By DALE McFEATTERS
Supposedly the disputed 2000 Florida election, when the presidency dangled by a hanging chad from poorly punched paper ballots, taught us a lesson. And the lesson lawmakers drew from it, in the Help America Vote Act of 2002, was go high-tech, and scrap the old punch-card voting machines in favor of optical scanners, touch screens and computerized vote counts.
There’s mounting evidence it may have been the wrong lesson, the recent Maryland primary being a case in point.
Maryland is a well-educated, well-to-do state with a Republican governor and Democratic legislature relentlessly scrutinizing each other for hanky-panky and many jurisdictions that are models of good, clean government with an alert and engaged electorate.
Nonetheless, thanks to a new electronic voting system and the overwhelmed poll workers who operated it, the Sept. 12 primary, if something short of a shambles, was hardly confidence-inspiring. As of Friday, the Democratic outcome in one congressional district was still up in the air as officials hand-counted thousands of provisional paper ballots.
That prompted the GOP governor, Robert Ehrlich, to call for scrapping the new $106 million system and to threaten a special session of the legislature to bring back the paper ballot.
Some electronic poll books, which replaced the old paper voter-registration rolls, crashed and needed to be rebooted. Some failed to transmit the name of a signed-in voter to all the machines at the polling place, meaning that the voter theoretically could have voted more than once. In some places, the machines failed to transmit their data from the polling place to the central office where the results were to be tabulated.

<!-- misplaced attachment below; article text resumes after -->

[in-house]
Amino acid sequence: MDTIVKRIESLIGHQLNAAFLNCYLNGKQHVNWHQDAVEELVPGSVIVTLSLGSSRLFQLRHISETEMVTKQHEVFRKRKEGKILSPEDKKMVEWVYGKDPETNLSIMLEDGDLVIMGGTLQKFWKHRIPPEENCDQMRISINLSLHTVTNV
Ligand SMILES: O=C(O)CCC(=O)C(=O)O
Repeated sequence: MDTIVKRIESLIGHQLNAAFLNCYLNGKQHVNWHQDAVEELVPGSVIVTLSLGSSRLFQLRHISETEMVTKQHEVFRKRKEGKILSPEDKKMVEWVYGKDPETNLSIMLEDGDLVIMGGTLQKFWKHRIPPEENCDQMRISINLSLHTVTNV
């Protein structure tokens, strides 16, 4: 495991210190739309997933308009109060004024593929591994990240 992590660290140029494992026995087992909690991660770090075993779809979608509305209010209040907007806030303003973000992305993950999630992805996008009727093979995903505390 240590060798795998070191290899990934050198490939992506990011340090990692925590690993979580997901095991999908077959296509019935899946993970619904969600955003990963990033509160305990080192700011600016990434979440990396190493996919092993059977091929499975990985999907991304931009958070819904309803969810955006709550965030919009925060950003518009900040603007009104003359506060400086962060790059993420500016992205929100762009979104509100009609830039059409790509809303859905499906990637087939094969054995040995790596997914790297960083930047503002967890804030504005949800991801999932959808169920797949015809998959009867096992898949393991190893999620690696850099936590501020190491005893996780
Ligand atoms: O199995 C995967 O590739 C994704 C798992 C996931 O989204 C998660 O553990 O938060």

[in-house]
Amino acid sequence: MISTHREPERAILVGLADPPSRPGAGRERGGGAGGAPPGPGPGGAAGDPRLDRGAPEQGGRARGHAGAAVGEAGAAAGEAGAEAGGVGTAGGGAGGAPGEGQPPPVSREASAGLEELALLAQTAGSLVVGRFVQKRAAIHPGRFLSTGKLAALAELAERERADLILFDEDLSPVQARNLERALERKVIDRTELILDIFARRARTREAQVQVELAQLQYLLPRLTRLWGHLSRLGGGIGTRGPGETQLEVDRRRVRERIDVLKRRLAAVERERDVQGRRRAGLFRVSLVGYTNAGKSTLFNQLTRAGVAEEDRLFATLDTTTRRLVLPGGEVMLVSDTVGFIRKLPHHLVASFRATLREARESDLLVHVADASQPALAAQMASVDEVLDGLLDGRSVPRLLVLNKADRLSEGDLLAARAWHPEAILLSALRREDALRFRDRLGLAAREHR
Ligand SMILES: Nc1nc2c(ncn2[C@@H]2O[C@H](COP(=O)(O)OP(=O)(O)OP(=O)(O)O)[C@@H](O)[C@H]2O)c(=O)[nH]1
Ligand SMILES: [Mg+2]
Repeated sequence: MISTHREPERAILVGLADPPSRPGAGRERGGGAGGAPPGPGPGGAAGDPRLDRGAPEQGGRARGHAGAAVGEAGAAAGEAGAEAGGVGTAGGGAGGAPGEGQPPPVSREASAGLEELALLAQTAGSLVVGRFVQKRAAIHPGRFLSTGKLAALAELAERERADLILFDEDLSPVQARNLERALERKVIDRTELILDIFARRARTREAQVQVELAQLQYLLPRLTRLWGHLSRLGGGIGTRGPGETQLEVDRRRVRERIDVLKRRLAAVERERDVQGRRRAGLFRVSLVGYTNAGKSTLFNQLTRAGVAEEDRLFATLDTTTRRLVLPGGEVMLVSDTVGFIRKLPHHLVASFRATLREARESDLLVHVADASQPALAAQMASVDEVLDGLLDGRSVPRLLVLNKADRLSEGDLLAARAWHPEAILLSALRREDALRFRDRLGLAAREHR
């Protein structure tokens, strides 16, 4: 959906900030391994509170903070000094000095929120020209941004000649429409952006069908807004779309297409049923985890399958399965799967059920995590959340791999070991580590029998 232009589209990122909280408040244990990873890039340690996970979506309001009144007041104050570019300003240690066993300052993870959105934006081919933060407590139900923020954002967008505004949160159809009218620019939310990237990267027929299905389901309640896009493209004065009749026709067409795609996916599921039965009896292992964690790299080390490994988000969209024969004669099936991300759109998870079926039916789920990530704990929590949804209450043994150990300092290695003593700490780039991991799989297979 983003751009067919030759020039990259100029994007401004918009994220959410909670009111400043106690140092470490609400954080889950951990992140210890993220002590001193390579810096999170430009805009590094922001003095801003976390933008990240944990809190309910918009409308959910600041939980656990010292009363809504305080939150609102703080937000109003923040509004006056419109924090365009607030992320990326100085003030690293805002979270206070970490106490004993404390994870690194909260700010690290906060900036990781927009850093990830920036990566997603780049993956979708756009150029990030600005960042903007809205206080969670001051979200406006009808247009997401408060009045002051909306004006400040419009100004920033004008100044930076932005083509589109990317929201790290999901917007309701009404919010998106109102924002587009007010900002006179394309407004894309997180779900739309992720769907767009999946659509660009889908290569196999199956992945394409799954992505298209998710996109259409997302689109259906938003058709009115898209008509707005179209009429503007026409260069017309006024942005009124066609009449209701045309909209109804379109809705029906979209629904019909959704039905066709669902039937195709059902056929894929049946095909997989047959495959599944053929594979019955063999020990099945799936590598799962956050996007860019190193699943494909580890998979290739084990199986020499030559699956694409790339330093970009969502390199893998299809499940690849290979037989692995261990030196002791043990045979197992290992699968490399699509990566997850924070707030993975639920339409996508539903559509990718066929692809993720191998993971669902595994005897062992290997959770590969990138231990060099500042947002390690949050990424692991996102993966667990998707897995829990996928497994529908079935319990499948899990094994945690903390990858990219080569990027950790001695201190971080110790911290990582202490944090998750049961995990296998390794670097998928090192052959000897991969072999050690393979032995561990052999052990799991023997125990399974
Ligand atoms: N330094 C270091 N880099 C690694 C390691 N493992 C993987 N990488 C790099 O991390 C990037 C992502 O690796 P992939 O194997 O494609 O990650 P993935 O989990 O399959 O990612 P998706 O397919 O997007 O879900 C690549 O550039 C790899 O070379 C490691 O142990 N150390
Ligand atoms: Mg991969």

And the machines had help. In one county, the polls were late opening because officials forgot to distribute the cards that activate the machines. In another, officials forgot to remove the memory cards locked in the machines that record the backup data. Some cards sat in the machines unattended for days after the election.
On Nov. 7, more than 80 percent of all voters, pursuant to federal law, will vote electronically, many of them in precincts using the machines for the first time. Come Nov. 8, Ehrlich may not be the only governor calling for a return to paper ballots.
And, too, we seem to recall that one country had good luck with purple fingers.
(Contact Dale McFeatters at McFeattersD(at)SHNS.com)